“Healthy Mind in Healthy Body” was a literary quote going around late first and second century AD.
Therefore, the concept isn’t new at all.

Perhaps in the run after evidence-based medicine, where the benefit of any traditional remedy or approach got challenged, overturned or minimised due to lack of ‘evidence’, doctors focused exclusively on medication as a means to manage symptoms or conditions. It is easier of course for doctor and patient alike to prescribe or take a ‘pill’ that will solve our problems. Anything else equals ‘hard work’ for everyone.


This approach however is suffering a setback. Patients and doctors are increasingly becoming more integrative and are going back to basics: food and activity levels.
This is not to say that medication isn’t important; of course it is, and it is an absolute must in certain situations. But what is lacking is the integrative approach to an individual’s condition. We are becoming more conscious of the fact that what fuels our bodies has an impact on how we feel and how medicines are metabolised and how effective these are. We are also more aware some individuals will respond different than others, due to variances in their metabolism.

But, how many times have you seen a doctor, let’s say feeling anxious or low and the doctor first said- ‘let’s talk about your diet’? I suspect never or very rarely.
The first conversation nearly always in the traditional medical approach has been let’s talk about medicines and then about anything else you can do to improve your condition. That if there was enough time. Most often the standard doctor approach is ‘does he/she need medication’ and ‘is he/she going to self-harm’. And once these are clarified, patient is left to its own devices perhaps with counselling support.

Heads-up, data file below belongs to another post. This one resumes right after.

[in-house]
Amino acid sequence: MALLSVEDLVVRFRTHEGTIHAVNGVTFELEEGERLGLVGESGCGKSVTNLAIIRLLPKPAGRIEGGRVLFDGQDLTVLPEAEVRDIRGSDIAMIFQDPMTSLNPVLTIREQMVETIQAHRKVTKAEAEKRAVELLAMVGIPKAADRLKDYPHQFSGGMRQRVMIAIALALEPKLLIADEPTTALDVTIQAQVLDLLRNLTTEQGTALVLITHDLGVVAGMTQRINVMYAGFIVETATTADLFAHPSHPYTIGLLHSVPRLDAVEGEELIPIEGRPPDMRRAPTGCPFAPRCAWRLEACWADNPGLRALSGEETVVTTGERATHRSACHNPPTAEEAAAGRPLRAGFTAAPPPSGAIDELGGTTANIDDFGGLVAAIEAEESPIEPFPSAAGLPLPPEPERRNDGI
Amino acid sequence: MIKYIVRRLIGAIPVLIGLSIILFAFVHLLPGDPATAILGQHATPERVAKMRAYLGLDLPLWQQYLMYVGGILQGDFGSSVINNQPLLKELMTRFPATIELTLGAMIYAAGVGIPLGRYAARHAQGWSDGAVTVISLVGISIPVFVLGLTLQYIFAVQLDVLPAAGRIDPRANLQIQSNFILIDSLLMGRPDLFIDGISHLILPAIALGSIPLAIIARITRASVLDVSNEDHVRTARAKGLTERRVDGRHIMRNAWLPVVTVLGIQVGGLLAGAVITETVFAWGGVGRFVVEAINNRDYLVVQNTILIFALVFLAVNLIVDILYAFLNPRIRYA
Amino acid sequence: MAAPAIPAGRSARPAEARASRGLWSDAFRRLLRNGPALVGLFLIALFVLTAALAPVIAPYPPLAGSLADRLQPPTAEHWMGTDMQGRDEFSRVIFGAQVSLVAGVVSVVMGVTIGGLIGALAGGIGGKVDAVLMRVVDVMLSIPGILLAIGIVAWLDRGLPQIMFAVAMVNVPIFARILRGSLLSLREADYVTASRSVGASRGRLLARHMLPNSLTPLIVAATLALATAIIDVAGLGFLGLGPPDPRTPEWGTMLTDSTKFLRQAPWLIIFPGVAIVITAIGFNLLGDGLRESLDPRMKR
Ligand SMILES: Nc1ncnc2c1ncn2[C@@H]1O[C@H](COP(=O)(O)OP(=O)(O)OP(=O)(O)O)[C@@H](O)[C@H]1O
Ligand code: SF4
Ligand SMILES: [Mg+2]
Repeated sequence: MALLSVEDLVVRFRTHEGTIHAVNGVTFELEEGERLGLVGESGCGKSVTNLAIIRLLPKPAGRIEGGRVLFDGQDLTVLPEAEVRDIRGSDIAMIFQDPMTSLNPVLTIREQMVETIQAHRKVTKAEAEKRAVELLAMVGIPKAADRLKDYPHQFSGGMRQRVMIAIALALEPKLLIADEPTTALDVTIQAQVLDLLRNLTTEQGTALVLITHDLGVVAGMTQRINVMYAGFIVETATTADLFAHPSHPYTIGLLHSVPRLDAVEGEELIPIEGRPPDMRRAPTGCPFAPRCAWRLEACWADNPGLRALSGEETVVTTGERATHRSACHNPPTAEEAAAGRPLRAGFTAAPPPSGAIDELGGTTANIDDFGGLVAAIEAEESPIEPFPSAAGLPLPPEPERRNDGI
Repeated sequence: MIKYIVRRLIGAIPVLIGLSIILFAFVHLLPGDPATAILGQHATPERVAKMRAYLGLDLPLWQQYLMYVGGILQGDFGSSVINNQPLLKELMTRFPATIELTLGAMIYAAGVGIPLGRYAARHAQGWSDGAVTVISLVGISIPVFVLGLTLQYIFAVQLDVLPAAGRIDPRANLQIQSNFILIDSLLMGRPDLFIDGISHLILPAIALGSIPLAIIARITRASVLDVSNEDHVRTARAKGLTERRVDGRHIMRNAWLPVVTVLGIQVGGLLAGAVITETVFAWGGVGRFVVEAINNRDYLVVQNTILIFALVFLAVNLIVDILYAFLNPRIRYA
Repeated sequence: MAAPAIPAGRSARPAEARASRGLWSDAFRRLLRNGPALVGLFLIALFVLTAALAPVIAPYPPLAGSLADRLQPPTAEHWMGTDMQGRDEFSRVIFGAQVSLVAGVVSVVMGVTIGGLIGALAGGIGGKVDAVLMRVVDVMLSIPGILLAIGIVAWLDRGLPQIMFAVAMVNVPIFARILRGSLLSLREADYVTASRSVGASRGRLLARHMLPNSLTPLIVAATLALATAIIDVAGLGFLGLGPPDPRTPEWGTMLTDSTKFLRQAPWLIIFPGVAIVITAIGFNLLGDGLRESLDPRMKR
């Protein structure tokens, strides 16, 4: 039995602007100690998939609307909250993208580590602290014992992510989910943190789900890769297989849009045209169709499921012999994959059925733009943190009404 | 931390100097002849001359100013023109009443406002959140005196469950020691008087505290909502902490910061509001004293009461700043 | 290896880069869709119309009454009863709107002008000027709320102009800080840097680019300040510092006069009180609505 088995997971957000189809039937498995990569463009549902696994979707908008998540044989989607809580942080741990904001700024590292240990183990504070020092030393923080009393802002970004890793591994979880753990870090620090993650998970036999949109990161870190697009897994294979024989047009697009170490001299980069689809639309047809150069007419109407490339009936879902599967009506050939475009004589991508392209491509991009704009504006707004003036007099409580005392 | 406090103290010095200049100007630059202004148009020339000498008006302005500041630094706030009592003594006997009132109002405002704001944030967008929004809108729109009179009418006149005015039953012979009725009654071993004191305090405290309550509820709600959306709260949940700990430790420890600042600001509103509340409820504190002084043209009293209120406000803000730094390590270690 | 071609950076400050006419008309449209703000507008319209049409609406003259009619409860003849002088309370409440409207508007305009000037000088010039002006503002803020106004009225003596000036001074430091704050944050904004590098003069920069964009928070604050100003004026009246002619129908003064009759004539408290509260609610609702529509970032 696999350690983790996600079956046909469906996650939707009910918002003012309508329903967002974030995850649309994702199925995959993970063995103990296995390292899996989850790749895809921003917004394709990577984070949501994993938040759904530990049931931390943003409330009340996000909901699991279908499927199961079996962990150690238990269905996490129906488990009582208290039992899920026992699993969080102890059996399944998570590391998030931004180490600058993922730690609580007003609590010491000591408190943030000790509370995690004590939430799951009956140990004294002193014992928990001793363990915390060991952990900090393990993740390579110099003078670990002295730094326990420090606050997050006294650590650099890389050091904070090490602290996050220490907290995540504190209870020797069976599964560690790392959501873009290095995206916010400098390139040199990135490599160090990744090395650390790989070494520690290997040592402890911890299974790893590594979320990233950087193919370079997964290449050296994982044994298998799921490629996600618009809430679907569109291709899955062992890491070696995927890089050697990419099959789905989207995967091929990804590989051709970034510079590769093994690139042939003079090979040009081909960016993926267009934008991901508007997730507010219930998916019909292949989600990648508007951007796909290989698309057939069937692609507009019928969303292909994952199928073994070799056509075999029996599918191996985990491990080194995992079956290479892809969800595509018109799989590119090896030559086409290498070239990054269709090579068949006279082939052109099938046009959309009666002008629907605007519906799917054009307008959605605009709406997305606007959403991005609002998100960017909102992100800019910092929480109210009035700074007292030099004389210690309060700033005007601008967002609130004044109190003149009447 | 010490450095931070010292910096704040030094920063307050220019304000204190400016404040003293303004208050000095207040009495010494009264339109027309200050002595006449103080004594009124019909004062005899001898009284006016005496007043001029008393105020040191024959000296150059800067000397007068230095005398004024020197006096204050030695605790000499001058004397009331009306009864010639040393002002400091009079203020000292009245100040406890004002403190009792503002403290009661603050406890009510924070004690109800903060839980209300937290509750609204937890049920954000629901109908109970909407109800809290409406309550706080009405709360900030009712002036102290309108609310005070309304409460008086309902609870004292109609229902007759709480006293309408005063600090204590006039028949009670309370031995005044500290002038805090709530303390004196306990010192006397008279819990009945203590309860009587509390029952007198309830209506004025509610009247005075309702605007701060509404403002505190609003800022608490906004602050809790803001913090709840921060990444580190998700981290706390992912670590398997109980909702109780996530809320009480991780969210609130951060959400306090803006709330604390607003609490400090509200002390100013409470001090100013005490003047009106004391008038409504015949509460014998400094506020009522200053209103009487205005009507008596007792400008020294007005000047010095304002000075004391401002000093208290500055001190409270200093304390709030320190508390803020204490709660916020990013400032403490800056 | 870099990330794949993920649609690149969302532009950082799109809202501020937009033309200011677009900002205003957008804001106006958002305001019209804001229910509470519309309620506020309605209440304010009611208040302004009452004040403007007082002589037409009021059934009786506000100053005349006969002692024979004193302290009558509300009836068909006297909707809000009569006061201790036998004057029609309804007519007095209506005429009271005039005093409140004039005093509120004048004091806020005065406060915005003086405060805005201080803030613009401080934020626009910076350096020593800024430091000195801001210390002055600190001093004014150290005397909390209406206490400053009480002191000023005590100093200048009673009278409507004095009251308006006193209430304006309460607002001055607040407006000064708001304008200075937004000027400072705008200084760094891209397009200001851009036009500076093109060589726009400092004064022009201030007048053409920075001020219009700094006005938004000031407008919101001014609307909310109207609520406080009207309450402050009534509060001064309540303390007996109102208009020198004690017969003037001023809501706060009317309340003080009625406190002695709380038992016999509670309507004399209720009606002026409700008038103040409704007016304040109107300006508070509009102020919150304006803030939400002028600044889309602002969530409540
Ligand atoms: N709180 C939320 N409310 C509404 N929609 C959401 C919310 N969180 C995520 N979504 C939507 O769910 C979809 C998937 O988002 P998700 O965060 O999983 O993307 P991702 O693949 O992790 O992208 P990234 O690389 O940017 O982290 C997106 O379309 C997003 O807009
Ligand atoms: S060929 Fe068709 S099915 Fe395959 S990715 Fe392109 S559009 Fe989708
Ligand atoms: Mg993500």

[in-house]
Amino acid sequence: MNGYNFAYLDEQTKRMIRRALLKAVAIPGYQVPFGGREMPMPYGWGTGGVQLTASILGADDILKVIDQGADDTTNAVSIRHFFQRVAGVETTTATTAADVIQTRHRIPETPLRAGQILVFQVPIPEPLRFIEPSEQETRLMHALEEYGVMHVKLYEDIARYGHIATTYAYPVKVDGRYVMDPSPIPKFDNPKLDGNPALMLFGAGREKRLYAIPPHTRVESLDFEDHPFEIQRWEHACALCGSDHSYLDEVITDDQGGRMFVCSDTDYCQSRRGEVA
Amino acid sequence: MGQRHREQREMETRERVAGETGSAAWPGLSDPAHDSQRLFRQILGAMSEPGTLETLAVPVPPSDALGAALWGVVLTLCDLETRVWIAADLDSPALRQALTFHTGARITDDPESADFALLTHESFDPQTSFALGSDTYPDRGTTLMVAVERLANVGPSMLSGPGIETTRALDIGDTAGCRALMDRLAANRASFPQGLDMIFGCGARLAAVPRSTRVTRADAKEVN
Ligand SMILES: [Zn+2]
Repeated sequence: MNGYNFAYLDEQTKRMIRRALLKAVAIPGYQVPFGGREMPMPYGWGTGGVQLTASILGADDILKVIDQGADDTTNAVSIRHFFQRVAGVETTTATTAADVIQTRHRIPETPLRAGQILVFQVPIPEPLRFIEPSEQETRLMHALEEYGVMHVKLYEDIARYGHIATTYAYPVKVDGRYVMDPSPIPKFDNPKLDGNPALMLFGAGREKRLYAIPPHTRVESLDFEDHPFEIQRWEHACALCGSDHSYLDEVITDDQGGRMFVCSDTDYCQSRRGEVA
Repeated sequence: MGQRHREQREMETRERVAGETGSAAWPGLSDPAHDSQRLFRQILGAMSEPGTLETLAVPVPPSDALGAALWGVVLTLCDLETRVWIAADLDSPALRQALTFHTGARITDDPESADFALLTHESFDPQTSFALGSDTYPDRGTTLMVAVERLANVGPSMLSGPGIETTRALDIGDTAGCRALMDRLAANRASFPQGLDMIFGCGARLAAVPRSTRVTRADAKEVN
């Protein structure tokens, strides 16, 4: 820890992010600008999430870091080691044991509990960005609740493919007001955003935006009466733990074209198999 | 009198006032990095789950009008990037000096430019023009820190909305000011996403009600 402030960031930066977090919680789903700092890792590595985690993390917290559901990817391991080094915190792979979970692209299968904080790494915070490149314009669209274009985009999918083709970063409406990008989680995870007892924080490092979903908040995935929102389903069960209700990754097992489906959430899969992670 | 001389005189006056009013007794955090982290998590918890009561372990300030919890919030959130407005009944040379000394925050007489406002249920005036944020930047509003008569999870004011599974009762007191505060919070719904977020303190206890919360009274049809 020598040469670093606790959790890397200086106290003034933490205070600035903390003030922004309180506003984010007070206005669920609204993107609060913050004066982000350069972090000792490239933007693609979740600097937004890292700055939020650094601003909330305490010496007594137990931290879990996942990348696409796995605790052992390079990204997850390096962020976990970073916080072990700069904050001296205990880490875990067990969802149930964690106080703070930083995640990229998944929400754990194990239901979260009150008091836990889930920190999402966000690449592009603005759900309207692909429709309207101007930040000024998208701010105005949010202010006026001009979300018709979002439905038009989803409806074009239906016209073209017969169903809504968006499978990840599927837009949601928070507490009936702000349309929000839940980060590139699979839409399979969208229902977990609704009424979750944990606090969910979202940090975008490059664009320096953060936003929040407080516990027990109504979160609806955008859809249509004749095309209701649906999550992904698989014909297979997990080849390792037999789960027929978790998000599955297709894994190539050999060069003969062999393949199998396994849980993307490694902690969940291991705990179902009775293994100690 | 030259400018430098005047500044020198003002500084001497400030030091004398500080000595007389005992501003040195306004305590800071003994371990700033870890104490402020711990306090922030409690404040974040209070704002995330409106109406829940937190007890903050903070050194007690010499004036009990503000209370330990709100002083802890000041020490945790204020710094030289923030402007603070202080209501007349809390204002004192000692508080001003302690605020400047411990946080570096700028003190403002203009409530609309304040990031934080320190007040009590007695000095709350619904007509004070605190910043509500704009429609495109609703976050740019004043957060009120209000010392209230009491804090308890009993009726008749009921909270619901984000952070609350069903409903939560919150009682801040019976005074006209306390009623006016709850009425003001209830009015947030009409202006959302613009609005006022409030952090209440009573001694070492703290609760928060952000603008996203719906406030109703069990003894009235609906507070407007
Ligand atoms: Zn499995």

There has been a well establish linked between mood and foods and drinks. Binging on high carbohydrate foods when feeling low. Excessive alcohol consumption and depression.

But how can a patient further utilise diet to improve their mental health? What we eat can make us feel low but what we eat can also make us feel better or good.
My advice is, that if your doctor isn’t talking about it, you should look into it yourself and consult someone else who will be more receptive, being another doctor, dietician or even a friend.

Some Nutritional Beliefs or Evidence in Mental Health and Wellbeing
The following dietary statements have various degrees of evidence behind them, some have more common sense then evidence.
  • DASH (Dietary Approaches to Stop Hypertension) diet recommended for hypertension lowers depression risk.
  • Vegetarianism is linked to depression.
  • Vitamin B12 and Folic Acid Deficiency are linked with depression.
  • Vitamin B12 deficiency, often seen in vegans and vegetarians, causes fatigue, depression and memory problems.
  • A diet rich in polyphenols, polyunsaturated fatty acids and nutritional supplements has positive effects on mental health, cognition, mood and stress levels.
  • Dark chocolate lower depression risk.
  • Pomegranate juice is slowing memory decline.
  • Good healthy diet improves cognitive function. This is very important especially as getting older, one develops memory issues or perhaps is recovering from a stroke.
  • Vitamin B3 (niacin) deficiency and dementia. Many foods deliver niacin, including fish, poultry, meat, nuts and legumes, although supplementation may be required. Our body does not store Vitamin B3.